I was walking down North Bridge the other day and I was stuck behind a small group of middle aged people wearing backpacks and with cameras hanging around their necks. They were taking up the entire width of the pavement and seemed to be in a competition to win the World's Slowest Walk contest. I was stuck behind them and couldn't get past. I tried darting around them, slipping between them, kicking the walking stick out from under one of them - nothing worked. They simply shuffled along, completely unaware that there were other people behind them that wanted to reach the other end of the bridge before new year's eve. It was incredibly frustrating. As I huffed and muttered to myself behind them, I found myself thinking, 'freaking tourists all over the place!' Ironic of course, when you consider that I am one of them.

With the end of the festival in sight, it occurred to me that I should at least try and see a little of this fair and rather damp city that has been my home for the past month. I'm ashamed to admit that there are still vast areas of central Edinburgh that I have never visited. Entire districts into which I have never ventured. So I decided to climb Arthur's Seat. I know it's not technically a district of Edinburgh, but I figured it would give me a good enough view to enable me to more or less pinpoint the areas of Edinburgh that I should visit. I realise the logic is a little flawed, look, don't try and make sense of it, just accept it as good enough logic for me.

And so, late one morning I found myself at the foot of a rather large and very steep hill. It was one of those summery Edinburgh days (i.e: feeble rays of sunshine peeping through heavy rain clouds accompanied by strong gusts of wind) and conditions were perfect. I would like to state before we go any further that I don't think I'm an out-of-shape person. I consider myself to be generally rather healthy and if not exactly fit, certainly not unfit. When in Stirling, I had even climbed a much higher, steeper and infinitely more precarious hill (an event which involved much sweating, clinging on to cliff faces hoping I wasn't going to die and, bizarrely but honestly, lots of poop - you can read about it in my Othello tour blog at my website in the blog entry entitled, 'The Poop Trail'). In short, I wasn't expecting this hill to present much of a challenge.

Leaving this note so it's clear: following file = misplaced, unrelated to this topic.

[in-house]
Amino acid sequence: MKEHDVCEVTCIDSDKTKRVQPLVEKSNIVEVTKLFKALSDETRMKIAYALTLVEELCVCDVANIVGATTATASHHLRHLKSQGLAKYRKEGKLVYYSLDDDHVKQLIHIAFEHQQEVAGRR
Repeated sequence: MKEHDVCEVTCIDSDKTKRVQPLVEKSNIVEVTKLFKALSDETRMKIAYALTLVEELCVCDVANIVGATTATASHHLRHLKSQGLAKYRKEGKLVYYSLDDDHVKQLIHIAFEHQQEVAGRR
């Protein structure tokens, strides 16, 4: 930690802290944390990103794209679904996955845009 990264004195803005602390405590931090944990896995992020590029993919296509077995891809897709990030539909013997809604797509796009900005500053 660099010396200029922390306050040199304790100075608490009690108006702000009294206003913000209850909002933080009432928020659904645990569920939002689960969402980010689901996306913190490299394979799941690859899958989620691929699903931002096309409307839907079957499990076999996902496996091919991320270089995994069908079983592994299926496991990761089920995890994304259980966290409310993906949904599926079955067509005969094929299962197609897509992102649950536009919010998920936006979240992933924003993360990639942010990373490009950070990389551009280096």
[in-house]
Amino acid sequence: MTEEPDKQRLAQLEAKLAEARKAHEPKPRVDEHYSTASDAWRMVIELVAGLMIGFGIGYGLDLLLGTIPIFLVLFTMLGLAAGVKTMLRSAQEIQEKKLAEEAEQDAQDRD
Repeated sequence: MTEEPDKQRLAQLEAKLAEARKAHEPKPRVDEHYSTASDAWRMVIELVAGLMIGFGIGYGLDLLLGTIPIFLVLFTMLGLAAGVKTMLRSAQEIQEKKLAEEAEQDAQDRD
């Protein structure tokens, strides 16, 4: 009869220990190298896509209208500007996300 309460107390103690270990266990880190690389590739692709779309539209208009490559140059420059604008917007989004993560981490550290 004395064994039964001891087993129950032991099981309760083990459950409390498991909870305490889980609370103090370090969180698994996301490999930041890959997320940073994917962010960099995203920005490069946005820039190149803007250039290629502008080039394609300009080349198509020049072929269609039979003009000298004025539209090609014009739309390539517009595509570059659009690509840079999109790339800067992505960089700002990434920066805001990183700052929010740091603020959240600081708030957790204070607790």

I was wrong. It was hard, hard work! It took ages to get up there due to the traffic jam created by the hordes of freaking tourists also climbing up at a snail's pace. The sun kept shining at irritating intervals, making me sweat profusely and remove my jacket, only to have to hurriedly put it back on again (usually accompanied by a little squeal) as the clouds blocked out the sun two minutes later and the wind revved up its biting coldness. I arrived at the top of the hill a sweaty, snotty, panting wreck. I collapsed on the hard, sharp rocks, unable to move any further.

On the plus side, once I'd recovered consciousness and the spots had receded from my eyesight, the view was excellent. It was lovely. I looked out over unknown suburbs of Edinburgh, consciously ticking off the ones I deemed to be worth a visit (not that I knew how I was going to get to them, but anyhow). I then sat down and soaked in the view, which to be honest, got a little boring after a couple of minutes. However, that dilemma was soon solved by a lunatic who having climbed to the top of Arthur's Seat, pulled out a set of bagpipes and, without so much as an apology, proceeded to smash the peaceful silence with some random earsplitting piping. I spent a few happy minutes fantastising about different ways of putting an end to him and his bagpipes from the top of Arthur's Seat. When he'd finished, the rest of the people gave him a round of applause. Freaking tourists.